As you make discoveries and talk to people, you add events to a timeline and uncover new locations on a map of the Nebula. The more intense your research is, the easier it is to find places to visit. The more you talk to people and identify artifacts, the more robust your timeline becomes. By the end of the game you feel like you have mastered the Nebula’s history, and what a history it is.

The last thing to note generally about Heaven’s Vault is how peaceful it is. There is minimal violence (I can recall one instance, which was more comedy than anything). No blood. No one dies. There is no inappropriate language. There are no guns or weapons of any kind either for you to use or that can be used against you (although there is a ceremonial weapon that you find). This is not to say that the game is without conflict. Quite the opposite. Heaven’s Vault is nothing but conflict, which makes the narrative so exciting and adds so much to its replay value. The game is also beautiful to behold, and you may find yourself intentionally missing turns through the Nebula just to see more puffy clouds and to listen to the lament of a soaring violin.

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Aliya makes an astute archaeological observation on a moon in Heaven’s Vault.

But what about the archaeology?

Tropes: There are none. For the first time, we’re getting an archaeology game whose main character is a person without superpowers or superathleticism. The archaeologist is not a cishet white middle-aged male. As Aliya, you are dressed appropriately for fieldwork with head-covering, long sleeves, and long, sturdy trousers. There’s no pith helmet or fedora. No whip. No sidearm. Your research is tied to a university, and your supervisor does not send you out to collect artifacts for the museum (although Iox’s curator is aggressive about collecting…). You spend a lot of time in the library. You occasionally have to make a small jump or vault to get somewhere. The physics are real. None of the artifacts are magical. There are no spells, monsters, or absolute evil. You have the option to loot and the option to sell what you find, but there are consequences, as opposed to the “treasure” trope of theft-and-commerce. You can choose to be independent, or you can choose to form relationships, which can both help and hurt you. There are no cookie-cutter characters or dumb NPCs. The worlds feel vibrant and alive, and the characters behave as people would, including the character you play. What a relief.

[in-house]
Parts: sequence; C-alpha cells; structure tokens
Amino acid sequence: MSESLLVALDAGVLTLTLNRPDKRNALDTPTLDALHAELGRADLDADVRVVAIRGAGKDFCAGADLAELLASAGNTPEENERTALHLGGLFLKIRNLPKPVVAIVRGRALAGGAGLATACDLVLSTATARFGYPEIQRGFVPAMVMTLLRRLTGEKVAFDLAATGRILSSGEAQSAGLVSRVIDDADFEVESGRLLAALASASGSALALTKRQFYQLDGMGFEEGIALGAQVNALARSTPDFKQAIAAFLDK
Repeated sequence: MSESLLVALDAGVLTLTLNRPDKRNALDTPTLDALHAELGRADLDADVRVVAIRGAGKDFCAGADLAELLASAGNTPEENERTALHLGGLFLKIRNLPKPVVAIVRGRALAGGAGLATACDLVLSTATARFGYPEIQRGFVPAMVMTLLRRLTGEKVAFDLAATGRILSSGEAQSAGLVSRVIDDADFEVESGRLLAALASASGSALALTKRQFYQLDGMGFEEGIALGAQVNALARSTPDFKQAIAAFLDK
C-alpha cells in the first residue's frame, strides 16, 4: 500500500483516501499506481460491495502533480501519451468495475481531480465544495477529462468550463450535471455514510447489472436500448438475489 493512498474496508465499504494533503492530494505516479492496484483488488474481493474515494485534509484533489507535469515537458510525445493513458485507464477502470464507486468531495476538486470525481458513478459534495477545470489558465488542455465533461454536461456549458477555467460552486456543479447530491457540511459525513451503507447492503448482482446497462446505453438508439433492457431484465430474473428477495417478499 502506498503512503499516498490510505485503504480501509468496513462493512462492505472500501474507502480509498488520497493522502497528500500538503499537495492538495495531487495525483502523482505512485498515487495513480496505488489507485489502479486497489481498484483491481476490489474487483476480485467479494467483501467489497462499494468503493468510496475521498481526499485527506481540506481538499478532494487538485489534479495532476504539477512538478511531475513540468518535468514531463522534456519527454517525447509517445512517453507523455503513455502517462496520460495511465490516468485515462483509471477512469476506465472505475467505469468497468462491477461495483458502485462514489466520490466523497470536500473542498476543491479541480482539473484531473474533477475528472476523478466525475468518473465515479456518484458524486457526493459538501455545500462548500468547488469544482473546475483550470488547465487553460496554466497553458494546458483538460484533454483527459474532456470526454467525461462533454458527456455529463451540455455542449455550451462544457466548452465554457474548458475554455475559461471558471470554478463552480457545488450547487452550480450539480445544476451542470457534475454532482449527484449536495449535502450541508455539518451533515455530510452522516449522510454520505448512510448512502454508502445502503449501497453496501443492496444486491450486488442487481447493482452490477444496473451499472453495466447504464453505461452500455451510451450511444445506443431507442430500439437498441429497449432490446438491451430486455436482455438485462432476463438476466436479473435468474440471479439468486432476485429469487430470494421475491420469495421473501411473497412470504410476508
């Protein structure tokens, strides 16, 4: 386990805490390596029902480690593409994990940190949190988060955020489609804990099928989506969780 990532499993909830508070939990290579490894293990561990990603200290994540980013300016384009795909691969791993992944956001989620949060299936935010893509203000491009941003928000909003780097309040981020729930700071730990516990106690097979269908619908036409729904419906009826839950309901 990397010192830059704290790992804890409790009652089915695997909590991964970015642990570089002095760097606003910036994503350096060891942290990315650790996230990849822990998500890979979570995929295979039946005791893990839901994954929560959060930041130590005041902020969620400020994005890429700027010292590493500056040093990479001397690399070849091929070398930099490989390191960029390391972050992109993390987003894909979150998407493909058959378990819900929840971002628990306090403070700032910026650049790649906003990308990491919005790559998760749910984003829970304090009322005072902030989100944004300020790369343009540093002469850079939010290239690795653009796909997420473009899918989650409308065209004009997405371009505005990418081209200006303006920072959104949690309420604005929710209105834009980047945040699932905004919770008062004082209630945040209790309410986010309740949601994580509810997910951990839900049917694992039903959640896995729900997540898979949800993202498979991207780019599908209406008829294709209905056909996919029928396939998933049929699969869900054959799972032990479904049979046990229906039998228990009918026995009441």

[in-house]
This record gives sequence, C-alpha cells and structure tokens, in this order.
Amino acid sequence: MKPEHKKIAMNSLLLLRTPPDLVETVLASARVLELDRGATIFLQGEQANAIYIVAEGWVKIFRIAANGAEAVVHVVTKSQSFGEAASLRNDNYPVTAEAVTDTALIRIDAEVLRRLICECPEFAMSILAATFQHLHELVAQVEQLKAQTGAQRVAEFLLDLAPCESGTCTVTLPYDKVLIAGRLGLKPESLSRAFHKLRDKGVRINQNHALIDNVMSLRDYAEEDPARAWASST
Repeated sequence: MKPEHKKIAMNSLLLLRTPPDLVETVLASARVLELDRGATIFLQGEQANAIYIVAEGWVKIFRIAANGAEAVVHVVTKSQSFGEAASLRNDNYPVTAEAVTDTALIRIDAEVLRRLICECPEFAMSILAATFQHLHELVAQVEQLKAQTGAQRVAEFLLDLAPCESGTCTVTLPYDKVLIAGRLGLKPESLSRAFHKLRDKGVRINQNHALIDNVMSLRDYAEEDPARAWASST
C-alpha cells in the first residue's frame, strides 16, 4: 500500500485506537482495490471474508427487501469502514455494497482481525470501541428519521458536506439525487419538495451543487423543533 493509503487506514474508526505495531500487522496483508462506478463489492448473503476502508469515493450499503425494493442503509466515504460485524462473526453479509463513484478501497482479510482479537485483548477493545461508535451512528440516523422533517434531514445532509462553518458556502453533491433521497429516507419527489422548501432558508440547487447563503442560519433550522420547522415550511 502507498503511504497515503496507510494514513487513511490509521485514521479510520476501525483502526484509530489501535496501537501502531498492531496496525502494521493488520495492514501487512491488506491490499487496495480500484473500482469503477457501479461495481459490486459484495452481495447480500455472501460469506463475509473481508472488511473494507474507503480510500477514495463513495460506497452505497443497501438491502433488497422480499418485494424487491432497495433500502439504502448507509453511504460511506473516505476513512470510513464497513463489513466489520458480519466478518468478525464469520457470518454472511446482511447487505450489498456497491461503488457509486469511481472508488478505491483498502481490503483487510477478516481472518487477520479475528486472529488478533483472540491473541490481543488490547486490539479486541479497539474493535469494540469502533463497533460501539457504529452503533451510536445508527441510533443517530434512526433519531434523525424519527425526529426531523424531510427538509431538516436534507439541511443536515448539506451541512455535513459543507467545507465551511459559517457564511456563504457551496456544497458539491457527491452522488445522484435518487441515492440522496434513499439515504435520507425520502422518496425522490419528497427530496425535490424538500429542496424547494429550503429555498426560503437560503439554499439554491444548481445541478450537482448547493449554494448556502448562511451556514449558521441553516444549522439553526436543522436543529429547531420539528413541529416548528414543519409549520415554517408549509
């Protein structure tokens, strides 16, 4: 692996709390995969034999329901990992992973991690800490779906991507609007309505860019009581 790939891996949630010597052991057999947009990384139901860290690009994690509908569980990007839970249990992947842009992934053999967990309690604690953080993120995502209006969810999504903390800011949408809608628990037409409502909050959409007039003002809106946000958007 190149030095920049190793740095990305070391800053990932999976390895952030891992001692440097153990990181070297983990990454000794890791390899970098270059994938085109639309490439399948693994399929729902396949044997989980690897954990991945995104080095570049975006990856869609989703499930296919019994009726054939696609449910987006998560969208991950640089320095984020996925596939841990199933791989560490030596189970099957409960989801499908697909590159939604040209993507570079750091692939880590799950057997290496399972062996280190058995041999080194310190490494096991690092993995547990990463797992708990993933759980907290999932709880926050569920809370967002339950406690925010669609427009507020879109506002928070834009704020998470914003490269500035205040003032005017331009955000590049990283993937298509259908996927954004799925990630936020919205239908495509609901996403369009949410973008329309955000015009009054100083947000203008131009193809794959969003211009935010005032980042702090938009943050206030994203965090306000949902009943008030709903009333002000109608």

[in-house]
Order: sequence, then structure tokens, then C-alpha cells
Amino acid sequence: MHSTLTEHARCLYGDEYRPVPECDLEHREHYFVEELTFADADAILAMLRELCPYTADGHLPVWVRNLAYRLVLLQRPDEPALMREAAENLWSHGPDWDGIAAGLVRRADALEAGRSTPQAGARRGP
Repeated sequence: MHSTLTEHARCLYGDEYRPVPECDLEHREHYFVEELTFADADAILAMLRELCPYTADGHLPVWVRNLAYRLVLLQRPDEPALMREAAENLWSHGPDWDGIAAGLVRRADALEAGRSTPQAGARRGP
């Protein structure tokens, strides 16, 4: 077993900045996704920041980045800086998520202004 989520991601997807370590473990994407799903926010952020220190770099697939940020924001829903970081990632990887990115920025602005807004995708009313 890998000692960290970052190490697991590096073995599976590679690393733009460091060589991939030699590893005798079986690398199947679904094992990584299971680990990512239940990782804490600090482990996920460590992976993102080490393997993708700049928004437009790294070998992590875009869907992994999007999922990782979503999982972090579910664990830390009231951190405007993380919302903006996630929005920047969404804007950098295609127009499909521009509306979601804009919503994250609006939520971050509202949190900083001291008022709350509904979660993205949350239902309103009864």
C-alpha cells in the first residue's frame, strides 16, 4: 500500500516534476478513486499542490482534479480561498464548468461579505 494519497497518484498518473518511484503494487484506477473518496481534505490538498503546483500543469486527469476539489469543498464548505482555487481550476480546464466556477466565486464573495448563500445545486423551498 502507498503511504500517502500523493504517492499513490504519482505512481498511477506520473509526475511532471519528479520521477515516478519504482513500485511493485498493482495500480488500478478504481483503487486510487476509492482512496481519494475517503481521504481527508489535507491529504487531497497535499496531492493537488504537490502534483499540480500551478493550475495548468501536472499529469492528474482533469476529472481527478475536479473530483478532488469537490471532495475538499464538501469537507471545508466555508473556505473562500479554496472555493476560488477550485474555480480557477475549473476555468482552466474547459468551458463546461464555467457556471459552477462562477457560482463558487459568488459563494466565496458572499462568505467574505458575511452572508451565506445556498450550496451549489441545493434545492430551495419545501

The archaeologist’s most important tool is her brain, and Heaven’s Vault places critical thinking front-and-center. The questions she asks reflect the archaeological research questions archaeologists ask when in contact with a new place, a new structure, a new artifact, a new inscription. What is this? Why is it here? Who made it? Who lives/lived here? Who wrote this, and what does it say, and can context for all these things help with interpretation both singly and in an entangled way? Dates are of secondary importance but derive from context, iconography, and materials. There are surface finds, but there is no active excavation (although there are places in the Nebula that have been excavated). There is no surveying, but there are helpful telescopes.